Input / Output: https://www.dropbox.com/sh/rjs1vvfrizuypmw/AADt6tVna4xFLVO-7q-PwDcma?dl=0

Chess Showdown, Boomerang Farm, and Boomerang Umbrella were written by Jacob Plachta. Matt Laundro was written by Aleksandar Ilic. Public Transportation was co-written by Jacob Plachta and Vladislav Isenbaev.

Chess Showdown

Each player's optimal strategy is to try to lose each of the first N - 1 games, and then try to win the final game. When a player loses, the color they choose for the following game will clearly be the one which maximizes their probability of achieving their desired result in that game. For example, if L_w > L_b and W_b > W_w, then for the first N - 2 games, Andrew will try to lose and choose white (while Jacob will try to lose and choose black), and in the second-last game, Andrew will try to lose and choose black (while Jacob will try to lose and choose white). Now that we know what each player will try to do throughout the match, we'd like to compute each probability P[i] that Andrew will play as white in the ith game. P[1] = 1, and for each 1 <= i <= N - 2, P[i + 1] can be computed based on P[i] based on the players' strategies of trying to lose and pick the color that will most likely make them lose again. P[N] can then be computed based on P[N - 1] in a similar fashion, and finally the answer will be P[N] * W_w + (1 - P[N]) * W_b.

To speed up the O(N) algorithm described above, we can directly compute P[N - 1] with matrix exponentation (noting that the evaluation of P[i + 1] based on P[i] is constant for 1 <= i <= N - 2), yielding an O(log N) solution.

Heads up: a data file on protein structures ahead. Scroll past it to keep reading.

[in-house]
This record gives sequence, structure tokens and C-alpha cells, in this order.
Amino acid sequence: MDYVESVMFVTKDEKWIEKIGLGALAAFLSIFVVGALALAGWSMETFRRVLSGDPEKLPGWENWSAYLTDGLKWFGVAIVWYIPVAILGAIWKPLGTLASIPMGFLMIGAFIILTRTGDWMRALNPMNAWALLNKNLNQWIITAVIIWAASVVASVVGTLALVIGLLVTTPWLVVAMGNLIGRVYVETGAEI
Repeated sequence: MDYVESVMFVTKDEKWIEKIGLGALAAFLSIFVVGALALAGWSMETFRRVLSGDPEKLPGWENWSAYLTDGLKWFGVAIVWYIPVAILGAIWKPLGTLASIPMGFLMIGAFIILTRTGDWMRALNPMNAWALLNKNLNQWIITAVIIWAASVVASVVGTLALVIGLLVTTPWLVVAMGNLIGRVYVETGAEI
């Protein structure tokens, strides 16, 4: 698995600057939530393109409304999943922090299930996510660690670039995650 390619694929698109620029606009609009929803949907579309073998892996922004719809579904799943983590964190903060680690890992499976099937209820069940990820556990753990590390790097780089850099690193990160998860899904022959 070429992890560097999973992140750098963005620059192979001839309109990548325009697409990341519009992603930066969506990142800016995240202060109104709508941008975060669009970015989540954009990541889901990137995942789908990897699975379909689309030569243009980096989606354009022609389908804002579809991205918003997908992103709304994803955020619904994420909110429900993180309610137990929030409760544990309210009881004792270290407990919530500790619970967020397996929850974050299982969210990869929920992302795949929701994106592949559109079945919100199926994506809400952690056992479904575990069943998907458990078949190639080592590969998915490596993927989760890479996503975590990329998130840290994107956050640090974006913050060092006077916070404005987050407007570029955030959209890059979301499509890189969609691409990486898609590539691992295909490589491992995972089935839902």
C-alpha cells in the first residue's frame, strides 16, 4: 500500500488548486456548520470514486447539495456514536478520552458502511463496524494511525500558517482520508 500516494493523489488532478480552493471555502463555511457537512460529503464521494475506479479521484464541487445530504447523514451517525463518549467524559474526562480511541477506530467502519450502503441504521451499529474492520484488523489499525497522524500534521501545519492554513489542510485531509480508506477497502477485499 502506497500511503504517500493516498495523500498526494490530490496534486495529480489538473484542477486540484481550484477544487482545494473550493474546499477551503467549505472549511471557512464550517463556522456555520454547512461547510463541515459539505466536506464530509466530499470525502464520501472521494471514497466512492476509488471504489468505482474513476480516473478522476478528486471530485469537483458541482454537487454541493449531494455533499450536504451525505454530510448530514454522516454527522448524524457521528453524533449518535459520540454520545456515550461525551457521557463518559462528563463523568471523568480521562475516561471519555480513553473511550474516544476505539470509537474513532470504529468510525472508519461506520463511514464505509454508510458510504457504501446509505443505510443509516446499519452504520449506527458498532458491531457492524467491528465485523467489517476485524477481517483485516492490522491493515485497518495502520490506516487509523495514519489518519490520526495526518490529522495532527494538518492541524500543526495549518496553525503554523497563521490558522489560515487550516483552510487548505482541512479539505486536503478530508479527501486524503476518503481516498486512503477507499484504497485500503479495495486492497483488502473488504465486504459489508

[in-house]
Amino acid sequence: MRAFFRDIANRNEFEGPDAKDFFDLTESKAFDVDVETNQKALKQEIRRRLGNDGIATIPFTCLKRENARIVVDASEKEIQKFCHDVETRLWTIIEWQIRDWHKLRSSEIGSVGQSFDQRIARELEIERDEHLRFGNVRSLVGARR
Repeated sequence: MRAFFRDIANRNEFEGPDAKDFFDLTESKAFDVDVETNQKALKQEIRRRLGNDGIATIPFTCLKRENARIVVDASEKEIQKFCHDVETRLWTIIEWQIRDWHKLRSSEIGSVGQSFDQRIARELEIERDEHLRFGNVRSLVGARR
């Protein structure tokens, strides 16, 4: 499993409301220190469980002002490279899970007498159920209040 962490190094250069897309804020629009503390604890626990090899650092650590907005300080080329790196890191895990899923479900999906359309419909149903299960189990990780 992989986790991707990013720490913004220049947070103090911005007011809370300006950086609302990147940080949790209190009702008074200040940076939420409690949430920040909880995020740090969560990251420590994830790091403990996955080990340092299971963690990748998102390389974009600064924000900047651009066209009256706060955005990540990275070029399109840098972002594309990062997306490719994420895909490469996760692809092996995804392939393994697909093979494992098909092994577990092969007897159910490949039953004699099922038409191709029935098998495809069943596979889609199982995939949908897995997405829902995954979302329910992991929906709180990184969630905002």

**Boomerang Farm**

**Each boomerang always has a horizontal and a vertical section — the horizontal section may point either to the left or to the right of the centre, while the vertical section may point either to the top or to the bottom. The key insight to be made is that rotating a boomerang by 90 degrees in one direction only toggles the state of its horizontal section, while rotating it in the other direction only toggles the state of its vertical section. Therefore, its horizontal and vertical sections are completely independent. Considering the horizontal sections in a single row of the grid, each one has an initial orientation (either left or right) which can be independently toggled at the cost of 1 minute. A pair of boomerangs touch horizontally whenever a certain section points to the right and the following section points to the left. A similar concept applies to the vertical sections in each column of the grid.**

From there, a standard dynamic programming solution becomes evident. We can iterate over the horizontal sections row-by-row, and then the vertical sections column-by-column, with the state consisting of the index of the current section, the orientation of the previous section in the same row/column (if any), and the number of minutes used so far. There are two transitions from each state, involving either leaving the current section alone or toggling its orientation (taking 1 minute), one of which incurs a cost of 1 depending on the orientation of the previous section. The time complexity is O(N^2 * M).